The first time I printed my stickers (Yes. First. In all, this took 3 tries.) I used Printable Sticker Paper made by Silhouette. I set my printer for overhead transparencies since this was the most appropriate setting my inkjet printer offers and clicked the print button. These printed BEAUTIFULLY! I was so excited! The images were sharp and the truly clear background was just what wanted. And then I tried to put them on the helmet. The problem is that these sheets are some sort of plastic-y/vinyl combo, so when I cut my images out and went to apply them, the material wasn't flexible enough. The odd, multi-directional curves of the helmet were just too much, and no amount of stretch and manipulation would make the stickers lay flat against the helmet. Back to the drawing board...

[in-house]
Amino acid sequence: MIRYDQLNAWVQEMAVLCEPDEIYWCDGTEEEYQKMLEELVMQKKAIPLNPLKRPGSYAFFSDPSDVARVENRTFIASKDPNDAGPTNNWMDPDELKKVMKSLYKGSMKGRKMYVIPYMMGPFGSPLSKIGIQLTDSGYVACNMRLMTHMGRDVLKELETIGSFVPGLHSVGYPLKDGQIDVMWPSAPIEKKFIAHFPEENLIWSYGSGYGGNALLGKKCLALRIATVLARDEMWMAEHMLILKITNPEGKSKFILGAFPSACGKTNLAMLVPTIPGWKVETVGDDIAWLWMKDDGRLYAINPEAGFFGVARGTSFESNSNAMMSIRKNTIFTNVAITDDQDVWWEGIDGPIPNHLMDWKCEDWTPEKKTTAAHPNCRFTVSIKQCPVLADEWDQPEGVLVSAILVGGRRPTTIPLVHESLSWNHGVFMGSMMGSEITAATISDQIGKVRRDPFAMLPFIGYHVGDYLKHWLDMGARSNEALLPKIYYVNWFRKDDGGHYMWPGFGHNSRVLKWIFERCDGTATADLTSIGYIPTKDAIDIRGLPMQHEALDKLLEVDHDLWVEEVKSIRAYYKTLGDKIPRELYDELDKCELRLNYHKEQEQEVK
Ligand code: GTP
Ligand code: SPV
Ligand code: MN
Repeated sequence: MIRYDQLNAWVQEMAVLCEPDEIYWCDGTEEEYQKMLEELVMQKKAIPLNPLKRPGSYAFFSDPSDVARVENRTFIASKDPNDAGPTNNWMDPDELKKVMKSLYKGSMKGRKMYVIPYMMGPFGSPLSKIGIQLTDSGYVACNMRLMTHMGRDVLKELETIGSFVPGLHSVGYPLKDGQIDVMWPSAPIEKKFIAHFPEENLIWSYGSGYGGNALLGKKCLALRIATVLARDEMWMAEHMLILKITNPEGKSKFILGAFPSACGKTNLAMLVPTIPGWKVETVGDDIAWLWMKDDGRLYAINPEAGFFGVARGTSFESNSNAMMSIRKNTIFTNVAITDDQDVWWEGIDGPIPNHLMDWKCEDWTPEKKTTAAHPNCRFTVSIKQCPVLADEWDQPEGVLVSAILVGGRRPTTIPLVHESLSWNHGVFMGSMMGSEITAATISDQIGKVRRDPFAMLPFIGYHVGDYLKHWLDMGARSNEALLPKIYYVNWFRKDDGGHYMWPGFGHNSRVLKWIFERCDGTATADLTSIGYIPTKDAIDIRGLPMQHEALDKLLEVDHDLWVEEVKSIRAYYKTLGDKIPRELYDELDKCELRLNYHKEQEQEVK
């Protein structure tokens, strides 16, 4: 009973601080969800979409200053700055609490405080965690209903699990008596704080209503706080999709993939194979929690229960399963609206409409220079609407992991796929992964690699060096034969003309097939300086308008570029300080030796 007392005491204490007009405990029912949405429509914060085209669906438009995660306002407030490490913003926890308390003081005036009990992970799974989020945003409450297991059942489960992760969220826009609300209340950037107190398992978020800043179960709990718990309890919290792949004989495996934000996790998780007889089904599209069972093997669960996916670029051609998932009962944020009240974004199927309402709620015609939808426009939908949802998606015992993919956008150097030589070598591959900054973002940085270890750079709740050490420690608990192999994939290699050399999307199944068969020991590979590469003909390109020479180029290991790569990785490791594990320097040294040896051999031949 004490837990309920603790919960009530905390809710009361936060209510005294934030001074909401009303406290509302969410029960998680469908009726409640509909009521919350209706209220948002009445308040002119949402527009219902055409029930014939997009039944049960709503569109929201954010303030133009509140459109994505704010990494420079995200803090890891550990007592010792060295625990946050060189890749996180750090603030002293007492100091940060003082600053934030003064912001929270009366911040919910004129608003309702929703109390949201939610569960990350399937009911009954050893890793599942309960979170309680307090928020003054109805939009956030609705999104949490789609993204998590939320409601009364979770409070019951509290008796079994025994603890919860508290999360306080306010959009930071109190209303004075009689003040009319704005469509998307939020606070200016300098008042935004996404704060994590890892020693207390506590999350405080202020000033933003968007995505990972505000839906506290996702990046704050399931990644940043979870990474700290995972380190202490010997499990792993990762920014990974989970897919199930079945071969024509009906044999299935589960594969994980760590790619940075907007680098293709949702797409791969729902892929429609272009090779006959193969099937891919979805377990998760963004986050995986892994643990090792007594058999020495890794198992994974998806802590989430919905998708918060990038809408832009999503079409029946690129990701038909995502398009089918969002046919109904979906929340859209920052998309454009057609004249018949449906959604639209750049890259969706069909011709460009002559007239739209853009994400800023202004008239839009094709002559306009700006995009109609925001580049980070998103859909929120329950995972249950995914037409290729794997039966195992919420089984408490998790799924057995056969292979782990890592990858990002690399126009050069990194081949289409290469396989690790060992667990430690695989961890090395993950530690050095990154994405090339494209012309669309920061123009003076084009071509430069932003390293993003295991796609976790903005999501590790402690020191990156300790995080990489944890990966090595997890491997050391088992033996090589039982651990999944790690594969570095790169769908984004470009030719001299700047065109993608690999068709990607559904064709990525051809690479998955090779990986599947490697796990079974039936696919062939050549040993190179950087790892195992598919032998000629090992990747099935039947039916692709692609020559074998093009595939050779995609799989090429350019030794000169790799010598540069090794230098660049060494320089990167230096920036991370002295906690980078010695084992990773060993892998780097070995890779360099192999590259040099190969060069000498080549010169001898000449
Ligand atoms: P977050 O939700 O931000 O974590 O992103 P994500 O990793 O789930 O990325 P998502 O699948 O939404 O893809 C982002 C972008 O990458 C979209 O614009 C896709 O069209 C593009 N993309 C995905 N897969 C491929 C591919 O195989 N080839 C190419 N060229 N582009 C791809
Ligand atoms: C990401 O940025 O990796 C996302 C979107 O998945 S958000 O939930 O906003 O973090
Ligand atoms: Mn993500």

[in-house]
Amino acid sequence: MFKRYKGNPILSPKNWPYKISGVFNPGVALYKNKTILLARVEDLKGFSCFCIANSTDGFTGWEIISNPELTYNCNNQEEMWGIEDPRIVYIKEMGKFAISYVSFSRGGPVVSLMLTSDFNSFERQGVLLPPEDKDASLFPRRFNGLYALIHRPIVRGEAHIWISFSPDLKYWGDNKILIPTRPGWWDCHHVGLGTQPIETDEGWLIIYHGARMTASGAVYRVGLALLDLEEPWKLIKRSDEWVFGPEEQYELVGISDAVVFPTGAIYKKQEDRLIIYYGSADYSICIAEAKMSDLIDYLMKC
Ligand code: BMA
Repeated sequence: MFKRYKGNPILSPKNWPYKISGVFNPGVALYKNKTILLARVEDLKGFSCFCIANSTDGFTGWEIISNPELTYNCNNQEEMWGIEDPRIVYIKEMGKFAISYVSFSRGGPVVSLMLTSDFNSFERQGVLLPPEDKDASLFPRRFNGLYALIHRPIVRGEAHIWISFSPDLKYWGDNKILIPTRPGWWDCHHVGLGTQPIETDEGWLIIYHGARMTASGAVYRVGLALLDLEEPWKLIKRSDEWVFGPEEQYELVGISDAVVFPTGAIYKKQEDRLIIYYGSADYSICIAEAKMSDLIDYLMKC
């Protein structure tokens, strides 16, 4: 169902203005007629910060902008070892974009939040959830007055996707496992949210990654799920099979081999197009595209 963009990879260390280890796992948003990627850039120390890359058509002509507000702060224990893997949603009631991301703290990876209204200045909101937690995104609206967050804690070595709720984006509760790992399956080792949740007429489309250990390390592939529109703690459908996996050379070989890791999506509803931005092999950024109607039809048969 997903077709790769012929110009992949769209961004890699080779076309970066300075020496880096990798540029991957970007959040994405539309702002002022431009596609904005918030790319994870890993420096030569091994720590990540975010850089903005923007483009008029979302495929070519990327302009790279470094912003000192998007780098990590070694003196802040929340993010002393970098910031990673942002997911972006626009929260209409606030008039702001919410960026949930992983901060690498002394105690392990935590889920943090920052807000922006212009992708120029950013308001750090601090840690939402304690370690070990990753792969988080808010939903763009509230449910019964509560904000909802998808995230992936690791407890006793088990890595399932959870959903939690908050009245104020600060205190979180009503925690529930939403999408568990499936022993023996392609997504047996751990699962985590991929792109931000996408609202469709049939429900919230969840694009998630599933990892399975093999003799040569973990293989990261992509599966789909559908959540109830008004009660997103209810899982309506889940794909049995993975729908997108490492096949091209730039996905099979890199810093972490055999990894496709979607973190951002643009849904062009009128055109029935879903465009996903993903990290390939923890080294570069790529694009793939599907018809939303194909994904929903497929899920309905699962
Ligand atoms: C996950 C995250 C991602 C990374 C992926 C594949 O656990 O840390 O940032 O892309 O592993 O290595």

The next product I tried was a Clear Full Sheet Label by Avery (#18665). When I went to print I was a little confused because the label itself looks almost white. I had to peel the backing off a section to convince myself it actually wasn't. This is because Avery's version of "clear" is like a frosted window. It is not truly transparent. But we printed anyway! And it worked! I set out cutting my images and placing them on the helmet. The label paper is thin enough that you can manipulate the curves and get it to lay flat or close to it. There were a few stickers that had some wrinkles along a curve, but nothing bad enough that I had to scrap the sticker. The major problem I had was that the ink wanted to smear off while I was applying the stickers. (I let them dry overnight trying to avoid this.) I got around this by setting the sticker gently on the helmet and placing a paper towel over the top before applying pressure to adhere the sticker.  If I got a weird wrinkle, the adhesive on the back of the label is forgiving enough that I could peel it right back off and make adjustments to its placement. I got all my stickers on, went out to take all the above photos, and Jake started wearing it as soon as his nap was over.